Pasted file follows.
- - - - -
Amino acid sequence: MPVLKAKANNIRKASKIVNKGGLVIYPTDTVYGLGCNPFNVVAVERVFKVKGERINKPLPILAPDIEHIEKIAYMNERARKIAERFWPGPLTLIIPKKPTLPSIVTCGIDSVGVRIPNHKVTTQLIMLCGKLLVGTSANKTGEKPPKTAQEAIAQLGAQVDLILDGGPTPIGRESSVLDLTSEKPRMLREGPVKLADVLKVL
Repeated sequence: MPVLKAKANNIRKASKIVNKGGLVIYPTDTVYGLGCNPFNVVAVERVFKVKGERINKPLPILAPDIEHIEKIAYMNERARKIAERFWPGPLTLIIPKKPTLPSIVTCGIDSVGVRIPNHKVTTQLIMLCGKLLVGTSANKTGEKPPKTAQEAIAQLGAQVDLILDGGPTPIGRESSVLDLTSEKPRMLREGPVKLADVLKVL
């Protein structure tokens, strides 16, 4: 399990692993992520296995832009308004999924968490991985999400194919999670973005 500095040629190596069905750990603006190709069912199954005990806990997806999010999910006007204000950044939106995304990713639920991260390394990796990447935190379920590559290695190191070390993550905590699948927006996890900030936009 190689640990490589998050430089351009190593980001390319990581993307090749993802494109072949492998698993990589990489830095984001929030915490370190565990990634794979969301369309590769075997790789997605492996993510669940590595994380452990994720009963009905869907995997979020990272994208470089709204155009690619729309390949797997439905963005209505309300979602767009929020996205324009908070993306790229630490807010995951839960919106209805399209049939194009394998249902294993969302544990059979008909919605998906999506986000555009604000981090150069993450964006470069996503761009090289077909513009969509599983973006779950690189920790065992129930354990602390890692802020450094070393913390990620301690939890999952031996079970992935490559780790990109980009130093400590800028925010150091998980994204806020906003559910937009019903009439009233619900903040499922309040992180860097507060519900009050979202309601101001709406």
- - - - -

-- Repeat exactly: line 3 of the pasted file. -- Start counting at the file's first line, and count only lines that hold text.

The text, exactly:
């Protein structure tokens, strides 16, 4: 399990692993992520296995832009308004999924968490991985999400194919999670973005 500095040629190596069905750990603006190709069912199954005990806990997806999010999910006007204000950044939106995304990713639920991260390394990796990447935190379920590559290695190191070390993550905590699948927006996890900030936009 190689640990490589998050430089351009190593980001390319990581993307090749993802494109072949492998698993990589990489830095984001929030915490370190565990990634794979969301369309590769075997790789997605492996993510669940590595994380452990994720009963009905869907995997979020990272994208470089709204155009690619729309390949797997439905963005209505309300979602767009929020996205324009908070993306790229630490807010995951839960919106209805399209049939194009394998249902294993969302544990059979008909919605998906999506986000555009604000981090150069993450964006470069996503761009090289077909513009969509599983973006779950690189920790065992129930354990602390890692802020450094070393913390990620301690939890999952031996079970992935490559780790990109980009130093400590800028925010150091998980994204806020906003559910937009019903009439009233619900903040499922309040992180860097507060519900009050979202309601101001709406």